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From China’s “Barefoot Doctor” to Alma Ata: The Primary Health Care Movement in the Long 1970s

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China, Hong Kong, and the Long 1970s: Global Perspectives

Part of the book series: Cambridge Imperial and Post-Colonial Studies Series ((CIPCSS))

Abstract

This chapter argues that during the Long 1970s, health and medicine played an important role in the politics of the PRC and its relationship with both the First and Third Worlds. It examines the widely acclaimed Barefoot Doctor Campaign in Mao’s China. The Barefoot Doctor Campaign was applied domestically in the PRC in the aftermath of the Great Leap Famine, and then during and immediately after the Cultural Revolution period (1968–1978), partly to redress rural health disparity and health crisis but more importantly as a political tool for the CCP to re-establish its power in the Chinese countryside. In the Long 1970s, the Barefoot Doctor Campaign, referred to in the West as the “Chinese approach to health,” came to hold out the promise of a true alternative to the crumbling single-disease-centered “vertical” health program advocated by the United States and the centralized healthcare structure of the Soviet Union. The World Health Organization (WHO) embraced it as a model of Primary Health Care, adopted to achieve a goal of “Health for All” by the World Health Assembly in 1977, and formally included in the Declaration of Alma Ata the following year. Concurrently, the PRC’s purported success in healthcare delivery also became a useful weapon to those in the West who were prepared to see some good in Maoist China in their criticism of America’s military agression in Vietnam.

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Notes

  1. 1.

    Richard Hottelet, “What New Role for the People’s Republic of China,” Saturday Review (September 18, 1971), 27.

  2. 2.

    John Stewart Service, “Edgar Snow: Some Personal Reminiscences,” China Quarterly 50 (April–June 1972), 217.

  3. 3.

    Epoca (April 25, May 9, 1971).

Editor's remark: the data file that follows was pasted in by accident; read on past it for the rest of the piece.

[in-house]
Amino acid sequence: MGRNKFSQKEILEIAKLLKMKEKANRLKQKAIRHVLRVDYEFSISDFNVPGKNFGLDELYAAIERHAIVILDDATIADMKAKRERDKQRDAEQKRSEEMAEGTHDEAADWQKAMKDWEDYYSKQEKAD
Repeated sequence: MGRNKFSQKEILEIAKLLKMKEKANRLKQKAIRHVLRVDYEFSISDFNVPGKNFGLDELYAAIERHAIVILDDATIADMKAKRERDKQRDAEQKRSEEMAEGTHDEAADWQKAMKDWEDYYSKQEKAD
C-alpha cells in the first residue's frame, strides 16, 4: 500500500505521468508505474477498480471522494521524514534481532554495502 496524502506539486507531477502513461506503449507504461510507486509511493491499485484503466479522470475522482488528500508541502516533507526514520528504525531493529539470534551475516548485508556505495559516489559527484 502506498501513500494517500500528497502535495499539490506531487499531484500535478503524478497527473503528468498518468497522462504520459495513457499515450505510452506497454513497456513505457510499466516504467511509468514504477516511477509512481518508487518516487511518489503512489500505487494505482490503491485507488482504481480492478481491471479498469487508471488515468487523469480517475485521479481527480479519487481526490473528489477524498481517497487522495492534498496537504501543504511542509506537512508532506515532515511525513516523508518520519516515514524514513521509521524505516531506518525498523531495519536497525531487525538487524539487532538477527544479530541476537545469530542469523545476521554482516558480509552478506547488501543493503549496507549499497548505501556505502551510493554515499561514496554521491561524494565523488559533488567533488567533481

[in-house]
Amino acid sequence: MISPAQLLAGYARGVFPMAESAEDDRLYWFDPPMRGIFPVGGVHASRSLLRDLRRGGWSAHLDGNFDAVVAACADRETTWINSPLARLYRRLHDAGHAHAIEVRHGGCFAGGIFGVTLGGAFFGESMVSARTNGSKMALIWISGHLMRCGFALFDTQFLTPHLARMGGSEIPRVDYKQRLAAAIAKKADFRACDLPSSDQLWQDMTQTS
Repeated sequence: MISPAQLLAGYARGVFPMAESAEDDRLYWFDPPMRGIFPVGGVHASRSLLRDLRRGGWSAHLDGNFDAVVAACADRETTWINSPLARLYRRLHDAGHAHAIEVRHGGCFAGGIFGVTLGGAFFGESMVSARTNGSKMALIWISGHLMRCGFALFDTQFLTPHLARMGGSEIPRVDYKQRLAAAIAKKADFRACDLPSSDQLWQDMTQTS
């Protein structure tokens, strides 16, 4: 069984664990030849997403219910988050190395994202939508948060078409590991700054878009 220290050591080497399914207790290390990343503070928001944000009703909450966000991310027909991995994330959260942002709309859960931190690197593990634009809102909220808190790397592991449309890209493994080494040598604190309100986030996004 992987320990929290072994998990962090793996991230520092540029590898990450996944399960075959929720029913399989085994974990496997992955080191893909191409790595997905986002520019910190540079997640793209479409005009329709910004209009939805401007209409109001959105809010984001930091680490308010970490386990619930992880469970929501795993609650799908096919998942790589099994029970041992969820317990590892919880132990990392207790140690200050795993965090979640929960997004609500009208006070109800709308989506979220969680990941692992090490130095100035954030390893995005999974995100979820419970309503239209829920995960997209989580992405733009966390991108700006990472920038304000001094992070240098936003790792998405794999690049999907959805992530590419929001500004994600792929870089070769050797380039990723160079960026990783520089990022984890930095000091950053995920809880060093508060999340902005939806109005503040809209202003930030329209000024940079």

4. 4.

    “E. G. Dimond: Obituary,” New York Times (November 17, 2013).

  5. 5.

    “Paul Dudley White and Mainland China,” August 24, 1965, in US Department of State, Foreign Relations of the United States (hereafter FRUS), 1964–1968, Vol. XXX, China (Washington, DC: Government Printing Office, 1998), 195. https://history.state.gov/historicaldocuments/frus1964-68v30/pg_195, accessed May 16, 2016.

  6. 6.

    Mary Clark Dimond, Norman Cousins, and J. Garry Clifford, eds., Memoirs of a Man: Grenville Clark (New York: Norton, 1975), 133–134.

  7. 7.

    “Paul Dudley White and Mainland China,” August 24, 1965, FRUS, 1964–1968, Vol. XXX, China, 195; and Dimond et al., Memoirs of a Man, 24–25.

  8. 8.

    James C. Thomson, “On the Making of U.S. China Policy, 1961–9: A Study in Bureaucratic Politics,” China Quarterly 50 (April 1972), 235.

  9. 9.

    “Paul Dudley White and Mainland China,” August 24, 1965, FRUS, 1964–1968, Vol. XXX, China, 195; and Thomson, “On the Making of U.S. China Policy, 1961–9,” 235.

  10. 10.

    Thomson, “On the Making of U.S. China Policy, 1961–9,” 235.

  11. 11.

    Michael H. Alderman, “Summary Report of White House Conference on Health, November 3–4, 1965, Washington, D.C.,” Public Health Reports 81:2 (February 1966), 118; and Thomson, “On the Making of U.S. China Policy, 1961–9,” 236.

  12. 12.

    Thomson, “On the Making of U.S. China Policy, 1961–9,” 237–238.

  13. 13.